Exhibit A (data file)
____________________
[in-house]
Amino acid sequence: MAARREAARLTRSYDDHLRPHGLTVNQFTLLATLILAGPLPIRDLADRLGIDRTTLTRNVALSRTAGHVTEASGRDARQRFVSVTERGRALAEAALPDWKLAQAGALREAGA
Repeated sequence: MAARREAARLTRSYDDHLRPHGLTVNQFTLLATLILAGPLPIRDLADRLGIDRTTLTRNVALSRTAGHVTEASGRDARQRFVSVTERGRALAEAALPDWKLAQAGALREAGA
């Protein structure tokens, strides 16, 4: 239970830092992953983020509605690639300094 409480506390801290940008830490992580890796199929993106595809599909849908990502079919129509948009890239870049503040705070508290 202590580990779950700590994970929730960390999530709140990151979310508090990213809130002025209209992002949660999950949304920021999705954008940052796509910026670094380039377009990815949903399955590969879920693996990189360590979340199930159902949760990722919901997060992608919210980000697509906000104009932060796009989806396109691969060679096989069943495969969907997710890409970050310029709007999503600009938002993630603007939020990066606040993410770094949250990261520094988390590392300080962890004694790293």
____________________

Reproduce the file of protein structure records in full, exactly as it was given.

[in-house]
Amino acid sequence: MAARREAARLTRSYDDHLRPHGLTVNQFTLLATLILAGPLPIRDLADRLGIDRTTLTRNVALSRTAGHVTEASGRDARQRFVSVTERGRALAEAALPDWKLAQAGALREAGA
Repeated sequence: MAARREAARLTRSYDDHLRPHGLTVNQFTLLATLILAGPLPIRDLADRLGIDRTTLTRNVALSRTAGHVTEASGRDARQRFVSVTERGRALAEAALPDWKLAQAGALREAGA
């Protein structure tokens, strides 16, 4: 239970830092992953983020509605690639300094 409480506390801290940008830490992580890796199929993106595809599909849908990502079919129509948009890239870049503040705070508290 202590580990779950700590994970929730960390999530709140990151979310508090990213809130002025209209992002949660999950949304920021999705954008940052796509910026670094380039377009990815949903399955590969879920693996990189360590979340199930159902949760990722919901997060992608919210980000697509906000104009932060796009989806396109691969060679096989069943495969969907997710890409970050310029709007999503600009938002993630603007939020990066606040993410770094949250990261520094988390590392300080962890004694790293």